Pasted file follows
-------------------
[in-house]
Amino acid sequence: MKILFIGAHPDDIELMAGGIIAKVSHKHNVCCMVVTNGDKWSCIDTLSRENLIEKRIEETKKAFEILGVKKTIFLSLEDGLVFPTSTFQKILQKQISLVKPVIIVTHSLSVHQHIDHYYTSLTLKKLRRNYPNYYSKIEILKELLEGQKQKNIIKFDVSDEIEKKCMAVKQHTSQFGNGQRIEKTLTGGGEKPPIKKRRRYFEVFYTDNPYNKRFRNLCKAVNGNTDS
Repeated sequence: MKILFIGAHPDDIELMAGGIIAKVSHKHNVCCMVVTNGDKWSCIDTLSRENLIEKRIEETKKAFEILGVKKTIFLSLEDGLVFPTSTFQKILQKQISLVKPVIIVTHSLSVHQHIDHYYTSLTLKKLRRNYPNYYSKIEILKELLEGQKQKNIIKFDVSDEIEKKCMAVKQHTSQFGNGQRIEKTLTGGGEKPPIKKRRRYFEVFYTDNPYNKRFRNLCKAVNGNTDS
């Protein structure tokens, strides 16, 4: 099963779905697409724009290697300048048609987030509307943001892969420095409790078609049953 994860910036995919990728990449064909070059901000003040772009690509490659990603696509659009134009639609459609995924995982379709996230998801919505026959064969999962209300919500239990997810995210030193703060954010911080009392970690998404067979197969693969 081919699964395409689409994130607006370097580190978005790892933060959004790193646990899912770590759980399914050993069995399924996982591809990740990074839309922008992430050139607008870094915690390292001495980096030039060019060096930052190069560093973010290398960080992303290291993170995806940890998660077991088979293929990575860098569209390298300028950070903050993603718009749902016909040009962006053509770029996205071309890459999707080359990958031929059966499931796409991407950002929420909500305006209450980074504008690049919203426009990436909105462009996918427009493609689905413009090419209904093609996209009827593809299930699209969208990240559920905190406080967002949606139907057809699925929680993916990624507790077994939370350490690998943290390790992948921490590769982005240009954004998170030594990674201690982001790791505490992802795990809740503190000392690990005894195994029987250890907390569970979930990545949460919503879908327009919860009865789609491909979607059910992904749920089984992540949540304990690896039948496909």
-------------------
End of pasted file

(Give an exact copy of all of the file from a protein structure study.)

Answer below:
[in-house]
Amino acid sequence: MKILFIGAHPDDIELMAGGIIAKVSHKHNVCCMVVTNGDKWSCIDTLSRENLIEKRIEETKKAFEILGVKKTIFLSLEDGLVFPTSTFQKILQKQISLVKPVIIVTHSLSVHQHIDHYYTSLTLKKLRRNYPNYYSKIEILKELLEGQKQKNIIKFDVSDEIEKKCMAVKQHTSQFGNGQRIEKTLTGGGEKPPIKKRRRYFEVFYTDNPYNKRFRNLCKAVNGNTDS
Repeated sequence: MKILFIGAHPDDIELMAGGIIAKVSHKHNVCCMVVTNGDKWSCIDTLSRENLIEKRIEETKKAFEILGVKKTIFLSLEDGLVFPTSTFQKILQKQISLVKPVIIVTHSLSVHQHIDHYYTSLTLKKLRRNYPNYYSKIEILKELLEGQKQKNIIKFDVSDEIEKKCMAVKQHTSQFGNGQRIEKTLTGGGEKPPIKKRRRYFEVFYTDNPYNKRFRNLCKAVNGNTDS
């Protein structure tokens, strides 16, 4: 099963779905697409724009290697300048048609987030509307943001892969420095409790078609049953 994860910036995919990728990449064909070059901000003040772009690509490659990603696509659009134009639609459609995924995982379709996230998801919505026959064969999962209300919500239990997810995210030193703060954010911080009392970690998404067979197969693969 081919699964395409689409994130607006370097580190978005790892933060959004790193646990899912770590759980399914050993069995399924996982591809990740990074839309922008992430050139607008870094915690390292001495980096030039060019060096930052190069560093973010290398960080992303290291993170995806940890998660077991088979293929990575860098569209390298300028950070903050993603718009749902016909040009962006053509770029996205071309890459999707080359990958031929059966499931796409991407950002929420909500305006209450980074504008690049919203426009990436909105462009996918427009493609689905413009090419209904093609996209009827593809299930699209969208990240559920905190406080967002949606139907057809699925929680993916990624507790077994939370350490690998943290390790992948921490590769982005240009954004998170030594990674201690982001790791505490992802795990809740503190000392690990005894195994029987250890907390569970979930990545949460919503879908327009919860009865789609491909979607059910992904749920089984992540949540304990690896039948496909």